But with all the training we’re offering, we’ll need more instructors! This is where you, too, can join the teaching action. The week before the conference (February 11-13), we’re hosting a 3-day Software Carpentry “Train the Trainer” event taught by Bill Mills (Community Manager, Mozilla Science Lab). If you’re interested in becoming a certified instructor to teach a bootcamp at ResBaz, please see here for more information and apply here before November 30.
If you just want to help out at ResBaz without committing to being a instructor, you’re also welcome to join one of our teaching teams as a helper. Just let us know!
I’m in. Where do I have to go?
ResBaz will be held at The University of Melbourne (Parkville campus) in Australia’s most liveable city (trust us, the food and coffee here are amazing)!
The plaza lawn outside Alice Hoy and the Sidney Myer Asia Centre will be available to set up tents and kiosks for the ‘fun networking’ side of the conference. There are even a few barbies!
Bedouin tents? Food trucks? Music stage? Outdoor movie? Yes, please!
So what does the schedule look like?
Below is a tentative schedule, which we’ll continue to update as ResBaz approaches. The training consists of seven sessions divided across the three days. You’ll be able to choose which courses you would like to attend when you register (you may even be able to take more than one!). The “Bazaar” will include six different tents, but we’re keeping what they’ll feature a surprise. ResBaz is sure to be fast-paced and jam-packed, but rest assured there will be plenty of good food and fun times!
How much does it cost to attend?
We believe we have found enough sponsorship to make ResBaz free this year, and in fact, we promise that if this event repeats we will always attempt to make it as near to free for the participants as possible.
Speaking of registration, where can I apply to attend ResBaz?
We’re so glad you asked! Due to limited places, please note that you must fill out an application form to help us make our final selection. This form will also ask you about the type of digital tools you use, so that we may plan future events according to what researchers need.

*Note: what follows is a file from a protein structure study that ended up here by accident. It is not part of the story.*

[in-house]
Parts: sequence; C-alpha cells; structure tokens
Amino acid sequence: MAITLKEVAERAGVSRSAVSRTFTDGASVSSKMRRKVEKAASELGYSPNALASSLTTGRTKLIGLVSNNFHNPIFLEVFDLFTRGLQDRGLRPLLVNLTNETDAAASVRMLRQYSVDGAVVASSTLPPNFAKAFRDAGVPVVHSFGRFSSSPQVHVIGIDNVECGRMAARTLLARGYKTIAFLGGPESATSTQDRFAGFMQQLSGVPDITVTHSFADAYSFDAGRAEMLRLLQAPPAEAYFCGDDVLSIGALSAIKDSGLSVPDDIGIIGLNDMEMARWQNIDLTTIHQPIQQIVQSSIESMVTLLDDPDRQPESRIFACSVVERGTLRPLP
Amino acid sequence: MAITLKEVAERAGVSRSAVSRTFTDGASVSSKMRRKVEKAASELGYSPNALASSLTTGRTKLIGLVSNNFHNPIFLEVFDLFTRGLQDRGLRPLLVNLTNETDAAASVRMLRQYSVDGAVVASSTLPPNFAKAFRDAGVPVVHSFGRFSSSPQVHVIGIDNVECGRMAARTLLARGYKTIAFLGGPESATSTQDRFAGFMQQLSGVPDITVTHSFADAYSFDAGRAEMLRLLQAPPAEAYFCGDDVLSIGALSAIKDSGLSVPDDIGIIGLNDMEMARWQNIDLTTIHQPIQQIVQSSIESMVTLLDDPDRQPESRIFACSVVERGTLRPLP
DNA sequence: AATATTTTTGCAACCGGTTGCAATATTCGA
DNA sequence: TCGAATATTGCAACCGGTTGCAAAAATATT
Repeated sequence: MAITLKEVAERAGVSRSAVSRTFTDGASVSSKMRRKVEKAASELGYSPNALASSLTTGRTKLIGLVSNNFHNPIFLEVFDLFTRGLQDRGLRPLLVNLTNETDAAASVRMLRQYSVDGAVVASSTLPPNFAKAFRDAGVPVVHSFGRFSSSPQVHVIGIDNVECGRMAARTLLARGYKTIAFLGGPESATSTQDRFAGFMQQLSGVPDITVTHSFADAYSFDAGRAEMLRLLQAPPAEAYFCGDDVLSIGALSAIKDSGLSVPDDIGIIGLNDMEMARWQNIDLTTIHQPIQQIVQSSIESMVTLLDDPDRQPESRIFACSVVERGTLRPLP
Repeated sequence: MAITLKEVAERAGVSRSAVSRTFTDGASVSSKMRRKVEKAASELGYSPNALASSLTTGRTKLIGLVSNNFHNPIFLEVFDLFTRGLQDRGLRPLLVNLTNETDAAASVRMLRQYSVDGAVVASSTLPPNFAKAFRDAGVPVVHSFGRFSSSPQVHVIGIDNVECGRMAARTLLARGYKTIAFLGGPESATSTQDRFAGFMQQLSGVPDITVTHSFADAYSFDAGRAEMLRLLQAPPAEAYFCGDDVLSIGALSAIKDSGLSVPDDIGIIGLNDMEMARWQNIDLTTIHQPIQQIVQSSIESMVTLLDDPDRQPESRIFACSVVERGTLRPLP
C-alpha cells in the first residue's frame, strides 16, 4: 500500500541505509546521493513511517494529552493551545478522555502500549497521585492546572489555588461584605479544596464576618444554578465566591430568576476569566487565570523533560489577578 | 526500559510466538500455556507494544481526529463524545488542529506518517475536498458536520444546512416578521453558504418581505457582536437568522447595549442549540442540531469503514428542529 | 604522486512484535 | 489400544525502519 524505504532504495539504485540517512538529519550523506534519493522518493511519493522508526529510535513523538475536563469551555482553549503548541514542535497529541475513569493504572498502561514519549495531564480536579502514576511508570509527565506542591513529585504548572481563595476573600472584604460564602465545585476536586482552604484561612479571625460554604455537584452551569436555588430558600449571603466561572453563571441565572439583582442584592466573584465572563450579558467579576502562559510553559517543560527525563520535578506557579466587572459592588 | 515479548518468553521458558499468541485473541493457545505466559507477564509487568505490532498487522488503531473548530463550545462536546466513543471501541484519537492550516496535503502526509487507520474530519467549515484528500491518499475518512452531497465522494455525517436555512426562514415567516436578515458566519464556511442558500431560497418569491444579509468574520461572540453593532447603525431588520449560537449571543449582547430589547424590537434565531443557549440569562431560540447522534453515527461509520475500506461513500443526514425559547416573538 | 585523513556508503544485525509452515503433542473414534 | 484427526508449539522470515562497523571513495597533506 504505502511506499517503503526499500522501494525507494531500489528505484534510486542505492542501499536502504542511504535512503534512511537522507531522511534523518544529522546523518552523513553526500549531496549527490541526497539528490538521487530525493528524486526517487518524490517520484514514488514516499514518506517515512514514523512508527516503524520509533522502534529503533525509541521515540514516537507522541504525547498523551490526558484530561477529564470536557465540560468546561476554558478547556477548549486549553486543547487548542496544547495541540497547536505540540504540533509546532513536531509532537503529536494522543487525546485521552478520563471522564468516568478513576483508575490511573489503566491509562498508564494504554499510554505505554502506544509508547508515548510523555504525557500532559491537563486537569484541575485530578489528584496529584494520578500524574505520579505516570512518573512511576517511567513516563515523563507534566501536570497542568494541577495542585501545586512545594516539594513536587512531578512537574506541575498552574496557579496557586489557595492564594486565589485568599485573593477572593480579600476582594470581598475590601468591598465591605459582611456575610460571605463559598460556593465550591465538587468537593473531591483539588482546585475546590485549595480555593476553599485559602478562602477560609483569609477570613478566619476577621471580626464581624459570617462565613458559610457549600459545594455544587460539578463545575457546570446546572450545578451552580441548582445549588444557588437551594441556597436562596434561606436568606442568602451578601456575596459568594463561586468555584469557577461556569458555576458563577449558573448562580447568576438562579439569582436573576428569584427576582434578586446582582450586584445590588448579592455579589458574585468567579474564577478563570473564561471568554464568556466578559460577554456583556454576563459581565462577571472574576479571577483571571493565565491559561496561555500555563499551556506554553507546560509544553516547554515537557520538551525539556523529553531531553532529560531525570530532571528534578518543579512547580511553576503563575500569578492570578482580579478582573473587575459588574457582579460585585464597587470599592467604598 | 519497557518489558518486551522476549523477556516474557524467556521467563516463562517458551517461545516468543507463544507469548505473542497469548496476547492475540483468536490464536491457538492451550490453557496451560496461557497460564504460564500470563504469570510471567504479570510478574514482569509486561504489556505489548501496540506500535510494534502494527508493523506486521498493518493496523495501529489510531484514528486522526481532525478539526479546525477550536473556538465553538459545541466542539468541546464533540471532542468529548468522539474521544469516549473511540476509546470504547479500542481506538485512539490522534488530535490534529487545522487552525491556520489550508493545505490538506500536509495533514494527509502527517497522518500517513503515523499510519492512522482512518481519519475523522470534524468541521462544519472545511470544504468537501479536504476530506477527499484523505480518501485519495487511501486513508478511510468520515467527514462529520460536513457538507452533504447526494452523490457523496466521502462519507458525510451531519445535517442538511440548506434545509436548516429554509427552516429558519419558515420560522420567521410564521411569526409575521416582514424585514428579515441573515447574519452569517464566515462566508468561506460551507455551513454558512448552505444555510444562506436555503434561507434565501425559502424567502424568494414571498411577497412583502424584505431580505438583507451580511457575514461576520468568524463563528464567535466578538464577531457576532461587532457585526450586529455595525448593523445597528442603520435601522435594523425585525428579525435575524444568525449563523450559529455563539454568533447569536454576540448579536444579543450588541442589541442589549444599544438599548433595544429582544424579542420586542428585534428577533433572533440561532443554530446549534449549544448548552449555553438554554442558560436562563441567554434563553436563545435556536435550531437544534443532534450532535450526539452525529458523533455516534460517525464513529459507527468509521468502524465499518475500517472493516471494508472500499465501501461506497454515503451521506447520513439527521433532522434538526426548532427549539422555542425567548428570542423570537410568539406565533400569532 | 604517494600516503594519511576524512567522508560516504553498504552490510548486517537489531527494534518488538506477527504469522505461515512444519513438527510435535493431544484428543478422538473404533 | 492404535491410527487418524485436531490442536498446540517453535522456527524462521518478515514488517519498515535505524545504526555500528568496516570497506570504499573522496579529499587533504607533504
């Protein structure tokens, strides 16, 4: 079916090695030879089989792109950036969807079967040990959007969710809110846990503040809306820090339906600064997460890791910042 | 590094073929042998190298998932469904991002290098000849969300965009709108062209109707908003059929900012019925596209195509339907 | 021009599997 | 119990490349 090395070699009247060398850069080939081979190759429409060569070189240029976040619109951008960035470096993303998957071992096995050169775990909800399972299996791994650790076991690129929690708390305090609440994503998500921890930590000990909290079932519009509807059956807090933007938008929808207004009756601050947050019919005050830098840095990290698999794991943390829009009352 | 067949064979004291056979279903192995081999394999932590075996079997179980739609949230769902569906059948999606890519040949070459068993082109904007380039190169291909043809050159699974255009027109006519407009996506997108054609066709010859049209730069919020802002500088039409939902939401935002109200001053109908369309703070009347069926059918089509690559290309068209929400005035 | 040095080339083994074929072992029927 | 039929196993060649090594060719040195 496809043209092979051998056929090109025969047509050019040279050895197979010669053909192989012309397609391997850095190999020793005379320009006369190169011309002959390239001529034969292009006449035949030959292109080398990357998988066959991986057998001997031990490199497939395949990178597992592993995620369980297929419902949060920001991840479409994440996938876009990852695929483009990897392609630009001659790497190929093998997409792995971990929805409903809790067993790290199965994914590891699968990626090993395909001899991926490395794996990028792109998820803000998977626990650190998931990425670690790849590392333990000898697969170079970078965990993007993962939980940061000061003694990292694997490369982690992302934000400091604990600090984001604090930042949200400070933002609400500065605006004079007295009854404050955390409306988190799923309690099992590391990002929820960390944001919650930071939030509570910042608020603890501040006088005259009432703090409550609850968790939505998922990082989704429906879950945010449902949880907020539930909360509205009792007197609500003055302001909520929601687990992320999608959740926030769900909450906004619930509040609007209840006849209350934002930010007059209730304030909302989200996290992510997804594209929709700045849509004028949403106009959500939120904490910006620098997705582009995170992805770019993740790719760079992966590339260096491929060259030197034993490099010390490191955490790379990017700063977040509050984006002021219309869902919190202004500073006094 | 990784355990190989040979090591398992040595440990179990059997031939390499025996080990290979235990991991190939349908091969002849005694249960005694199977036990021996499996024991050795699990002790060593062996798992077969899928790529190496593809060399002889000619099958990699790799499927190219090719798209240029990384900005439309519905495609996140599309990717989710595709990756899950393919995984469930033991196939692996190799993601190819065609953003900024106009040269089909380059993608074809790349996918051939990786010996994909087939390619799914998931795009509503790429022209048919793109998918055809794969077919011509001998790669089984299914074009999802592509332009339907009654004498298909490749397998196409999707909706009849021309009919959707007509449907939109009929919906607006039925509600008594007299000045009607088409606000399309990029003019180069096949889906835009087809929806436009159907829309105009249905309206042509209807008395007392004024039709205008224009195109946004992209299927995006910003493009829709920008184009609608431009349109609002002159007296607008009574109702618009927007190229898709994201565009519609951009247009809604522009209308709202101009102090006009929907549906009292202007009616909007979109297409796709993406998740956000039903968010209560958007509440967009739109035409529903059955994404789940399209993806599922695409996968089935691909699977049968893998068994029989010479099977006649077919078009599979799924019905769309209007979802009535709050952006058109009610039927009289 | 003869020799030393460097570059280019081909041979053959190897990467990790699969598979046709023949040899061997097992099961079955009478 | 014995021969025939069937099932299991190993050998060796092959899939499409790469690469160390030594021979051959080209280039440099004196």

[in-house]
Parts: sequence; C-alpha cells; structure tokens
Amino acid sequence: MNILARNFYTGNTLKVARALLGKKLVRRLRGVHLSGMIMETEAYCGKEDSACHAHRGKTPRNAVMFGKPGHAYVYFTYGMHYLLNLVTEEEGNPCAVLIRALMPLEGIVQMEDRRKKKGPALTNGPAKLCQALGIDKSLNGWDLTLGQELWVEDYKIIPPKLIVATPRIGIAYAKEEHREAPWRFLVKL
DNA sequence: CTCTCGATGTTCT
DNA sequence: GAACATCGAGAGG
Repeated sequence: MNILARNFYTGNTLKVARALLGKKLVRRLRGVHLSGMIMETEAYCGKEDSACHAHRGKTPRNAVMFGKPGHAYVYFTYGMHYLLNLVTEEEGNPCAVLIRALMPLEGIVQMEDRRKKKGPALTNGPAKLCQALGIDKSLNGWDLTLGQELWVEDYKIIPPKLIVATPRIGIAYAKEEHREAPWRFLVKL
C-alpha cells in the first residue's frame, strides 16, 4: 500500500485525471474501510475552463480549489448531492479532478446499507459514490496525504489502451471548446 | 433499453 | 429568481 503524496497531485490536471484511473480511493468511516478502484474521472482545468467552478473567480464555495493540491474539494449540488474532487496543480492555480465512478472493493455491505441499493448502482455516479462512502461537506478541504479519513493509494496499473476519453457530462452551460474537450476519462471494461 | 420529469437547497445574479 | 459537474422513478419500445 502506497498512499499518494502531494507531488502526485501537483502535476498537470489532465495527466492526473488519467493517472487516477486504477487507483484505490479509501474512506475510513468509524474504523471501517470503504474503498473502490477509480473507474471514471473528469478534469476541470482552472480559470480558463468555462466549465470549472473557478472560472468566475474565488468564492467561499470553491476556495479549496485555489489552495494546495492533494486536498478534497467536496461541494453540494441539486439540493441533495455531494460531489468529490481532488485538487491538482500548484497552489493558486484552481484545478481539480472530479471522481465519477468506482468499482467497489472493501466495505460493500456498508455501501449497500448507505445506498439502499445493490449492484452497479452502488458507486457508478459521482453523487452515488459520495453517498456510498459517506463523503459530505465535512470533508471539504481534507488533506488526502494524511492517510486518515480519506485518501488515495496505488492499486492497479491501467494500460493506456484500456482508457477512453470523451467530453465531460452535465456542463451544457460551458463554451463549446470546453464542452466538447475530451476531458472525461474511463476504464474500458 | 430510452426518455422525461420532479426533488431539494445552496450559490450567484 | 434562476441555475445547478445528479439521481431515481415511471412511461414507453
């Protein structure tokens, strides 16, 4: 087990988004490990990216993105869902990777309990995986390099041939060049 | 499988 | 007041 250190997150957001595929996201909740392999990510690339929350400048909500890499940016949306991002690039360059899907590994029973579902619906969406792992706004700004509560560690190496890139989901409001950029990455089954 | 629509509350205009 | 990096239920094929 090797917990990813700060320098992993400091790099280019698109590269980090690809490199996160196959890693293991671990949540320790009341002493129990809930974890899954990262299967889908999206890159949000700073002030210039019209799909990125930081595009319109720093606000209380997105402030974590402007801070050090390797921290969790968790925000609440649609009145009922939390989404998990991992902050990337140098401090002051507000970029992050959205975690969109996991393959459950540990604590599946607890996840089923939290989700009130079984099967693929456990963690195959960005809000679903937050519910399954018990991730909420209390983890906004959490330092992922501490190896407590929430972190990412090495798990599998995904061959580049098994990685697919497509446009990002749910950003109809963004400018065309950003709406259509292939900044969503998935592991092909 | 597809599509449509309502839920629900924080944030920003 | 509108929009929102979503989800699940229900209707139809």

CLICK HERE TO APPLY TO THE RESEARCH BAZAAR CONFERENCE
The first round registration deadline closes on November 30. We may also have second and third round offers at later dates depending on how many of the 150 free places are still available.
If you have any further questions, please send us a tweet (@ResPlat) and use the #ResBaz hashtag.
We look forward to seeing you at ResBaz in February 2015!
= UK Research Council Doctoral Training Programme
= USA Research Funding Body Postgraduate Training Programme
= Tim O’Reilly describes the goal of his company as “changing the world by spreading the knowledge of innovators.” Foo Camp has evolved into an important mechanism for finding those innovators. O’Reilly asks attendees to nominate new and interesting people to be invited to future camps. The invite list is calculated to create cross-disciplinary “aha!” moments, new synapses in the global brain, with a focus on emerging technology.
Since their launch in September 2009 ICRAR has emerged as a major new international centre of excellence in astronomical science and technology. A joint venture between Curtin University and The University of Western Australia, with funding from the State Government of Western Australia, we effectively engage with industry and the community whilst delivering world-class outcomes for science, engineering and high performance computing.